Michael R. Bloomberg is funding a last-minute spending blitz to bolster former Vice President Joseph R. Biden Jr. in Texas and Ohio, directing millions toward television advertising in two red states that have shifted away from President Trump in the general election.
A political adviser to Mr. Bloomberg said the billionaire former mayor of New York City would use his super PAC, Independence USA, to air intensive ad campaigns in all television markets in both states. The cost of the two-state campaign is expected to total around $15 million.
The decision by Mr. Bloomberg reflects just how much the electoral landscape appears to have shifted in the final few months of the presidential race, as Mr. Trump’s mismanagement of the coronavirus pandemic has intensified his unpopularity and further alienated crucial voting groups like women and suburbanites.
Mr. Biden’s campaign has treated Ohio as a competitive battleground for some time, even though Mr. Trump carried it by a wide margin in 2016, and more recently, the Democratic ticket has been putting some time and money into Texas. Senator Kamala Harris of California, Mr. Biden’s running mate, is planning to visit the state on Friday.
Howard Wolfson, one of Mr. Bloomberg’s closest aides, said the former mayor had recently asked his team to run a round of polls to see whether Mr. Trump had unexpected vulnerabilities that could be exploited in the campaign’s closing weeks. Up to this point, Mr. Bloomberg’s general-election activities have focused on Florida, where he has pledged to spend $100 million supporting Mr. Biden.
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The Bloomberg team conducted polling in a number of states over the weekend and came away convinced that Texas and Ohio represented its best targets — narrowly divided electoral prizes where the war for television airtime is not already cluttered with heavy advertising on either side. The team presented Mr. Bloomberg with the numbers on Monday morning and he gave the go-ahead.
“We believe that Florida will go down to the wire, and we were looking for additional opportunities to expand the map,” Mr. Wolfson said. “Texas and Ohio present the best opportunities to do that, in our view.”
Mr. Bloomberg is also planning to increase the size of his television ad buys in Florida over the next week, Mr. Wolfson said.
Should either Texas or Ohio slip into the Democratic column, it would likely indicate not only a Trump defeat, but also one by a thumping margin. The two states have 56 Electoral College votes between them, and Mr. Trump’s campaign has never devised a path to victory that does not involve carrying both.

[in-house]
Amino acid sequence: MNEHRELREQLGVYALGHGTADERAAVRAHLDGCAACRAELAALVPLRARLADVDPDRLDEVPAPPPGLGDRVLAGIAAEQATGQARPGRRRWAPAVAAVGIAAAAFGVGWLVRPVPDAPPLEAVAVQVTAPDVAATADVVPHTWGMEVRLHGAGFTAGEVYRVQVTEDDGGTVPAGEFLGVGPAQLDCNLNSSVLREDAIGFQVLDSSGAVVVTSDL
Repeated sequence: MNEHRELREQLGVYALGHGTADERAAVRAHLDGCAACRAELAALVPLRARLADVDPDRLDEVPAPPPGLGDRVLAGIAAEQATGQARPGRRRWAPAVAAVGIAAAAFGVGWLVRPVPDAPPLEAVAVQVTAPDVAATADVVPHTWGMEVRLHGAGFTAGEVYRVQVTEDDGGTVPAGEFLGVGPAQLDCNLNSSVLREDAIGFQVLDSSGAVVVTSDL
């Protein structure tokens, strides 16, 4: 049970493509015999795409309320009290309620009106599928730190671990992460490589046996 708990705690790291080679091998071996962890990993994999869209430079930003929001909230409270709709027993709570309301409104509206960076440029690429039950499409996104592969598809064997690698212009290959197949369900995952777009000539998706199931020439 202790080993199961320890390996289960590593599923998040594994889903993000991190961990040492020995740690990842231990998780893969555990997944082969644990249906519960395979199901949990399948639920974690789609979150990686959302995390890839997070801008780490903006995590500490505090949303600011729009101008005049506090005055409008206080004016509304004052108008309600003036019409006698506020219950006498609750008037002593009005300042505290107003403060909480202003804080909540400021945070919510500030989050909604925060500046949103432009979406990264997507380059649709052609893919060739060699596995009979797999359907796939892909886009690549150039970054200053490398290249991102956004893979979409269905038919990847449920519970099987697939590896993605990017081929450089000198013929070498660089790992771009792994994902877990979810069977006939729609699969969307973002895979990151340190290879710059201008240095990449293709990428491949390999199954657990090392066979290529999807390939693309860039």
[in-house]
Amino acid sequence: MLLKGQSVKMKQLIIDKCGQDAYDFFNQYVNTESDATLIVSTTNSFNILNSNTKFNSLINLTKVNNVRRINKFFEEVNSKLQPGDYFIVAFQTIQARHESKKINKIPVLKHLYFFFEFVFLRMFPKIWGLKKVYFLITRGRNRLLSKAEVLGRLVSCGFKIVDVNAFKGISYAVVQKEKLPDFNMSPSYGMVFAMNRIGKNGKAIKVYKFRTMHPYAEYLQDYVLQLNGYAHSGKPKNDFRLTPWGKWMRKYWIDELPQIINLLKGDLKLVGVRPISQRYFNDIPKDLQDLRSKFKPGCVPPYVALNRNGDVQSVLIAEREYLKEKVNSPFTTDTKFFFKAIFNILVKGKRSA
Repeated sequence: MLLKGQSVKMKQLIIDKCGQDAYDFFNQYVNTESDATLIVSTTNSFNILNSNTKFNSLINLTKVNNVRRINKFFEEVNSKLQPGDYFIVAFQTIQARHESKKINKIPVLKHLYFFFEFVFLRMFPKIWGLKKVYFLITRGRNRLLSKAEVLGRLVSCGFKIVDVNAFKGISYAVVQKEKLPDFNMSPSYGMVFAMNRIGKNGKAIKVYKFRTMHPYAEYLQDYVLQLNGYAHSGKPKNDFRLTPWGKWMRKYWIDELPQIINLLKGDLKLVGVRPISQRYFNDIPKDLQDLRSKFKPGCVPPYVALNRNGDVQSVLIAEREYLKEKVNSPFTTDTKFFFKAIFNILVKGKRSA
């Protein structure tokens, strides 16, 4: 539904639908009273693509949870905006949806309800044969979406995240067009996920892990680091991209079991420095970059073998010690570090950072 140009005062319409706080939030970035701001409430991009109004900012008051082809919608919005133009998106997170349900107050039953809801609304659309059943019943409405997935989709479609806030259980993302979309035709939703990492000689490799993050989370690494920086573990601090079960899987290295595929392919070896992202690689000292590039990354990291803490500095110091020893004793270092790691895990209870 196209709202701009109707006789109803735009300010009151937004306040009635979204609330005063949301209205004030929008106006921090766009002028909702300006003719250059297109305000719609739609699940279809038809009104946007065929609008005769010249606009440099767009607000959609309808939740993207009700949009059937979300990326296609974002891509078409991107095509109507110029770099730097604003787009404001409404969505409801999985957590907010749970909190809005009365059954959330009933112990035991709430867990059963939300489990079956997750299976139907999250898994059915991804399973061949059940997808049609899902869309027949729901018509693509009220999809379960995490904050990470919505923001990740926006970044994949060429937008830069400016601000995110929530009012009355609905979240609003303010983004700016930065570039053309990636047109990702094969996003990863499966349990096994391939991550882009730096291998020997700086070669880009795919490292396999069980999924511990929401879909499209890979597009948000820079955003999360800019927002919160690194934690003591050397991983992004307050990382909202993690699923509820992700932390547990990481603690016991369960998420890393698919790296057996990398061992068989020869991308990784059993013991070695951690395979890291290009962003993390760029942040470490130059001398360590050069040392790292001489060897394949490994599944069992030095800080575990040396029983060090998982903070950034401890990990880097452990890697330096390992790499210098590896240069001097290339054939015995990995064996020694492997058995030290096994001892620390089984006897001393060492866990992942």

And Mr. Biden’s campaign has not been relying on either Texas or Ohio to deliver the crucial 270 Electoral College votes needed to seal a victory: Although Democrats are competing to a significant extent in both states, neither of them has risen as high on Mr. Biden’s priority list as must-win battlegrounds like Wisconsin and Pennsylvania, or solidly purple states like North Carolina and Georgia.
Mr. Trump’s campaign has dismissed the possibility that Texas could flip to the Democratic column, and over the weekend, Rick Perry, the former energy secretary and governor of Texas, told reporters that it was “not a battleground state.”
Oct. 27, 2020, 7:17 a.m. ET
But other Republicans have been alarmed for many weeks that Texas — the most populous red state in the country — is even competitive. Senator John Cornyn, a Republican up for re-election there, has told allies that the president’s unpopularity is holding down other members of his party in the state.
A poll published on Monday by The New York Times found that Mr. Trump had a narrow lead over Mr. Biden in Texas, 47 percent to 43 percent. Mr. Wolfson said the Bloomberg polling showed the presidential contest as even tighter than that in the state, with Mr. Trump only slightly ahead in both Texas and Ohio.
Mr. Wolfson said the Bloomberg advertising campaign in both states would focus chiefly on the coronavirus, highlighting the new spike in cases across the country under Mr. Trump’s watch. The Texas advertising will include a heavy Spanish-language component.
In Ohio, Independence USA also plans to air advertising about the economy and Mr. Biden’s “build back better” message.
It is not the first time that Mr. Bloomberg has used his vast personal fortune to gamble on some 11th-hour spending in daunting political territory. During the 2018 midterm elections, Mr. Bloomberg’s advisers conducted a late round of polls in congressional districts to see if there were any winnable races for Democrats where other groups were not already spending heavily.
They discovered one Republican-held district in Oklahoma City and its suburbs where the Democratic nominee, Kendra Horn, was surprisingly competitive. Mr. Bloomberg authorized hundreds of thousands of dollars on advertising, and Ms. Horn won her race by about 3,300 votes.